What is an Investment Trust?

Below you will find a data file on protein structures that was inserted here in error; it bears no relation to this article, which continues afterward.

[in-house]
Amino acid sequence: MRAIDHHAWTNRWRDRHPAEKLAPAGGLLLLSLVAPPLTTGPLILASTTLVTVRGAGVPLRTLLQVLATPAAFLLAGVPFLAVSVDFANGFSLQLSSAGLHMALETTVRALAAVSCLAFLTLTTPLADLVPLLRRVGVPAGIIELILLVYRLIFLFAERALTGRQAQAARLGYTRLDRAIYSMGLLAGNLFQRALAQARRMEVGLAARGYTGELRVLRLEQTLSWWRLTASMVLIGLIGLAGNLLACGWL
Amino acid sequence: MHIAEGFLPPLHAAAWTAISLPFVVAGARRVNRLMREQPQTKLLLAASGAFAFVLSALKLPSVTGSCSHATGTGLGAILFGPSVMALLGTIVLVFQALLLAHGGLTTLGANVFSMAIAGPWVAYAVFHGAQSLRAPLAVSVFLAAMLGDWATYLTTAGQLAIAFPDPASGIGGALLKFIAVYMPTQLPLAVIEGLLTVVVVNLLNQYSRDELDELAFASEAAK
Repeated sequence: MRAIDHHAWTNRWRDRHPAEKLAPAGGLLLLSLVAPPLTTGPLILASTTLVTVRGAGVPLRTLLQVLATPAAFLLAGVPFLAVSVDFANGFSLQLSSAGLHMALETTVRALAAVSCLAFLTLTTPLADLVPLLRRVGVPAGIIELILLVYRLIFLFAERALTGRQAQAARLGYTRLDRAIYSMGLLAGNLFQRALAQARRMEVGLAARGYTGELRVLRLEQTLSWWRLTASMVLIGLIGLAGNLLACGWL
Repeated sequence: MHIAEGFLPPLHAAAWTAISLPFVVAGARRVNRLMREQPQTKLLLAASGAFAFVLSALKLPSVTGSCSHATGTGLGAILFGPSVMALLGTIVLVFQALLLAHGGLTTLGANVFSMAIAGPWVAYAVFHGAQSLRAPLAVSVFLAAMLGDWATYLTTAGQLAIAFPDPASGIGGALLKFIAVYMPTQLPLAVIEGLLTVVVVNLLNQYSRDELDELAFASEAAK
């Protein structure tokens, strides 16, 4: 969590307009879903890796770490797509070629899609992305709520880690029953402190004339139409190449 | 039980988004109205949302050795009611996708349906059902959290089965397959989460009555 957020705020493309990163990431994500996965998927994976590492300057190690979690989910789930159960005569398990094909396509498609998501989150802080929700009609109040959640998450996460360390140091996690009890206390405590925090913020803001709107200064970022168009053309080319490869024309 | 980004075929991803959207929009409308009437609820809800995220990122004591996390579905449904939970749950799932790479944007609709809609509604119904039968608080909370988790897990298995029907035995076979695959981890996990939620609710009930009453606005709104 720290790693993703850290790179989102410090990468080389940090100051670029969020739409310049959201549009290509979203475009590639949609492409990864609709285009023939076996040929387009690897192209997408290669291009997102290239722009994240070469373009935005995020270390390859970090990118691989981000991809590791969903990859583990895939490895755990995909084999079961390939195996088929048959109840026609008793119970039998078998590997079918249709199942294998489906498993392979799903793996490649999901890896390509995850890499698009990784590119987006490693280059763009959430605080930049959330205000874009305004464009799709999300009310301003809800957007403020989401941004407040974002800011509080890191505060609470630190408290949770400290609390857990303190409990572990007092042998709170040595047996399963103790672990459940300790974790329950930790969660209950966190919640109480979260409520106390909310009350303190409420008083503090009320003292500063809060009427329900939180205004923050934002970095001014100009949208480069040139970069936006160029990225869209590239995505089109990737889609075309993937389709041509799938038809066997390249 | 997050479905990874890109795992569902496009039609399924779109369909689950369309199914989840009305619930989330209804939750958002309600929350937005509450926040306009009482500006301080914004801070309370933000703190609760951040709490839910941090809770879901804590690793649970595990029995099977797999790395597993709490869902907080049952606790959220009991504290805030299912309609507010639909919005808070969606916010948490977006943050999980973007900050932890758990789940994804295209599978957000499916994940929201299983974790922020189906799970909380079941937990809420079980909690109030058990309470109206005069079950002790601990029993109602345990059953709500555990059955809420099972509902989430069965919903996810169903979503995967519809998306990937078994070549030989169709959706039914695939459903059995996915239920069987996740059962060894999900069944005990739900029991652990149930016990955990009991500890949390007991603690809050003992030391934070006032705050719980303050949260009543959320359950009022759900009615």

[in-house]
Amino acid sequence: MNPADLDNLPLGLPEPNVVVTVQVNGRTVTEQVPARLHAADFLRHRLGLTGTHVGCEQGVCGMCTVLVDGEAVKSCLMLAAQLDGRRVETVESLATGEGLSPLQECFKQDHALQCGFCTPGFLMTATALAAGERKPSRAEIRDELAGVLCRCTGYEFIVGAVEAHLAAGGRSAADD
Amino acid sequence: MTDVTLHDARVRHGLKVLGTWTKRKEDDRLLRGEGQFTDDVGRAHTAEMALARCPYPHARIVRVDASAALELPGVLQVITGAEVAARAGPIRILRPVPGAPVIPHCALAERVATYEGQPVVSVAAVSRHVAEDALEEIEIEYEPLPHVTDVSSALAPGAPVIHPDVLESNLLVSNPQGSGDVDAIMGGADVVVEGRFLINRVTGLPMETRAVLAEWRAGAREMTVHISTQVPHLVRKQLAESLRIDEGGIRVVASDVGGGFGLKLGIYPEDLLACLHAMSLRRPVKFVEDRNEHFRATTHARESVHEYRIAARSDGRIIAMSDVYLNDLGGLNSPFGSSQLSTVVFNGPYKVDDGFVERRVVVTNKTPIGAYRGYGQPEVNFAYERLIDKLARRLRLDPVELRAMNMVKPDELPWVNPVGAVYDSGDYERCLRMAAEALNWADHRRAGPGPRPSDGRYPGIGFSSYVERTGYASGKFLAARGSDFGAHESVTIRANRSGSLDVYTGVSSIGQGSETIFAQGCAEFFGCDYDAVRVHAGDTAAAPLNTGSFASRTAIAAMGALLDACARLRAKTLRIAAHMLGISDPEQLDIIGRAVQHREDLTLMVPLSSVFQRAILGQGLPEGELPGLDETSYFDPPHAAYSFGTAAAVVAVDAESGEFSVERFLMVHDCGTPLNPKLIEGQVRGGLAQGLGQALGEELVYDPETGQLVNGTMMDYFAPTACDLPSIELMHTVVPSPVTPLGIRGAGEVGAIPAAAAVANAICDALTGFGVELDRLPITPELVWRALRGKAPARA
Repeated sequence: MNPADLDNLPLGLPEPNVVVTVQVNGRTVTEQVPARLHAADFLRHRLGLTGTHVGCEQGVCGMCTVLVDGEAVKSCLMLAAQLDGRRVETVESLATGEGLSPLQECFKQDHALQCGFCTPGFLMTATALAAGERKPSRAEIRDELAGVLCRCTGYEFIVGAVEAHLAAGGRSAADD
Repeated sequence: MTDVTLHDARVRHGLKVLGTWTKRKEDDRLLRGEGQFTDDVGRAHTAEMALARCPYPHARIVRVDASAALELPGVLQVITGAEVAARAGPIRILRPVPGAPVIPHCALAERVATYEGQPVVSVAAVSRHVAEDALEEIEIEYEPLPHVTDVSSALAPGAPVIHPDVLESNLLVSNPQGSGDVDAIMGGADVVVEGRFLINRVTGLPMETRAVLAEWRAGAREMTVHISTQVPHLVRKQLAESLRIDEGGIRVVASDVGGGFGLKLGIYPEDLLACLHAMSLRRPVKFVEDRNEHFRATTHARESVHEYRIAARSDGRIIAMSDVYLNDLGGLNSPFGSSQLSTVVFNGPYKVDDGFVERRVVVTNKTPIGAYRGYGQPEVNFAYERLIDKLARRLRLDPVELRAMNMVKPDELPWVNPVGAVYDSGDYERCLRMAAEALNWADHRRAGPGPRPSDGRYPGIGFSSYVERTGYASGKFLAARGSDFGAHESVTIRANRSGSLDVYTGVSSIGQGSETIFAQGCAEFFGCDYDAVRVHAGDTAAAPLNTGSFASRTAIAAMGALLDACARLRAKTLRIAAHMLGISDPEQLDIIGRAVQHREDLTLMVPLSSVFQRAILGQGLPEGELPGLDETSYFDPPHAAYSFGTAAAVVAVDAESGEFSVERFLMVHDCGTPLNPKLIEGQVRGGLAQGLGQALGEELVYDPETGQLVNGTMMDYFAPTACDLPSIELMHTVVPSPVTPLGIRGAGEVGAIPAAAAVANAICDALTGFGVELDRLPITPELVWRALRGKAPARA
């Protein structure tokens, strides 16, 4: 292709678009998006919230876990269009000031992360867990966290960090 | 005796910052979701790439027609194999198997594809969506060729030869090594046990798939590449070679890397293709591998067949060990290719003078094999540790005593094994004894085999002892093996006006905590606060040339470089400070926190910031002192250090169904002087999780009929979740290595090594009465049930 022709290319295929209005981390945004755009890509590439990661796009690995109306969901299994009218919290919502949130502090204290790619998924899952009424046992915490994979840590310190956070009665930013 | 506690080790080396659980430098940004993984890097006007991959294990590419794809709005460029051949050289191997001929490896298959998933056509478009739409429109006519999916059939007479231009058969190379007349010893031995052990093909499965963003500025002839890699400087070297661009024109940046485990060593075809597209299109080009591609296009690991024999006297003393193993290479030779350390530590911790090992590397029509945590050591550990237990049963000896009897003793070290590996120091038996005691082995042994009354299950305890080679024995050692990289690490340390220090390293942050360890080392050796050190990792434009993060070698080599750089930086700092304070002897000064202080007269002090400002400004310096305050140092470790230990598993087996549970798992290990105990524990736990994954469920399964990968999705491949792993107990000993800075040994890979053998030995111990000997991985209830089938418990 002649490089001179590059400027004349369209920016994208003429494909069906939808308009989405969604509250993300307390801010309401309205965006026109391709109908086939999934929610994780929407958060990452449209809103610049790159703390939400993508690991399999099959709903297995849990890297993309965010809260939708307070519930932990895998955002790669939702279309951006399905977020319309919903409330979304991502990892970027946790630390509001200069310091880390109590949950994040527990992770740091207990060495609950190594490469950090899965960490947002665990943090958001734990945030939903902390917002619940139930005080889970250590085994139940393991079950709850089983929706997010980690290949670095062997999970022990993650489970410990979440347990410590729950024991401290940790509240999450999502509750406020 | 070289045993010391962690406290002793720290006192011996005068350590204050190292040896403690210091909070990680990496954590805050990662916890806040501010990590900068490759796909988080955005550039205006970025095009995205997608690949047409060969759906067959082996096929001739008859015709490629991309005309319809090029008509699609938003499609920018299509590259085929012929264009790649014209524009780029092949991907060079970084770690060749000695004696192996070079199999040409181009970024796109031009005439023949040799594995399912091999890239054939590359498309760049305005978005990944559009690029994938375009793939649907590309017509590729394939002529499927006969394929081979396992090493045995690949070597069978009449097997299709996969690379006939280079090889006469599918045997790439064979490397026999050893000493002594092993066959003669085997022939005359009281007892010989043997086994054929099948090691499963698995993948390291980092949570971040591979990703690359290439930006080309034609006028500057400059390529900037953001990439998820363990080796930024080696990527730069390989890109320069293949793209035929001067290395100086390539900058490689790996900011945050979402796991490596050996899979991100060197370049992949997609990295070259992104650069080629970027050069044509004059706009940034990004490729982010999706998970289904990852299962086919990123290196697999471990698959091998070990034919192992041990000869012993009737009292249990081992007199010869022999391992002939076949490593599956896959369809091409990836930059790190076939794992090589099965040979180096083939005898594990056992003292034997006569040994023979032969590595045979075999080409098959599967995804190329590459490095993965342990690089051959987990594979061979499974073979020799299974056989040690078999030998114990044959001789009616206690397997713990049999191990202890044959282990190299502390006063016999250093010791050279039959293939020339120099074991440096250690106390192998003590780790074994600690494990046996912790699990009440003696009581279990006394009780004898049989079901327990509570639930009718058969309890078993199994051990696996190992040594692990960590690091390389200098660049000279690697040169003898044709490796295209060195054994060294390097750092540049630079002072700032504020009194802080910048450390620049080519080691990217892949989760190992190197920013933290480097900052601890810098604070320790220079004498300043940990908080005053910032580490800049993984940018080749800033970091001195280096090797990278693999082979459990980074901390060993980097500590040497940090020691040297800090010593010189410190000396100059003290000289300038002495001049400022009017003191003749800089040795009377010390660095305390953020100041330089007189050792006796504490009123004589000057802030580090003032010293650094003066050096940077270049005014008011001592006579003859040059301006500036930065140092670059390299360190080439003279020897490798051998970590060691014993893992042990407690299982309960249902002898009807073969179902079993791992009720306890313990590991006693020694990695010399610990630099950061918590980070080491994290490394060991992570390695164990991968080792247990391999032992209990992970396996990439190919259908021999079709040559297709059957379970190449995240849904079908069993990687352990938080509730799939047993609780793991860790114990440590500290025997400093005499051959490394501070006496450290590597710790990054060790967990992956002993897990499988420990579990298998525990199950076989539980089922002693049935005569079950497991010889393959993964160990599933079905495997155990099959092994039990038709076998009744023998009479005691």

An investment trust is a form of collective investment, which has been a part of the investment landscape in the UK for over 140 years. Most investment trusts are listed on the London Stock Exchange and because they are traded on the stock exchange they are subject to the same level of scrutiny and corporate governance that governs all UK Public Limited Companies. This includes oversight by a Board of Directors which has the responsibility to act in shareholders’ interests at all times; a characteristic that unit trusts do not have. Investment trusts have a set number of shares (and are sometimes referred to as closed-ended funds). To invest in a trust, you buy shares from someone willing to sell them, unlike unit trusts where new units are created when someone wants to invest. This means that in times of market stress, the fund manager is not forced to sell assets to meet redemptions and investment trusts can take a longer term view of which companies they own without worrying about investors seeking access to their money. Unlike unit trusts, investment trusts do not have to pay out all of their income to shareholders each year and can ‘smooth’ payments to investors by retaining up to 15% of its income, saving some in years it earns more to subsidise the years it earns less. While growth in income cannot be guaranteed, Witan Investment Trust has grown the dividend it pays to investors each year for 43 years but please be aware that past performance is not a guide to future performance and see here for a history of Witan’s performance. Lastly, investment trusts also have the ability to make use of gearing for investment purposes, i.e. they are able to borrow to buy more assets; as such, when markets go up it can magnify returns but when markets go down it can increase the downside and you could get back less than you invested or nothing at all. Witan has the ability to increase or decrease its level of gearing to try to suit market conditions.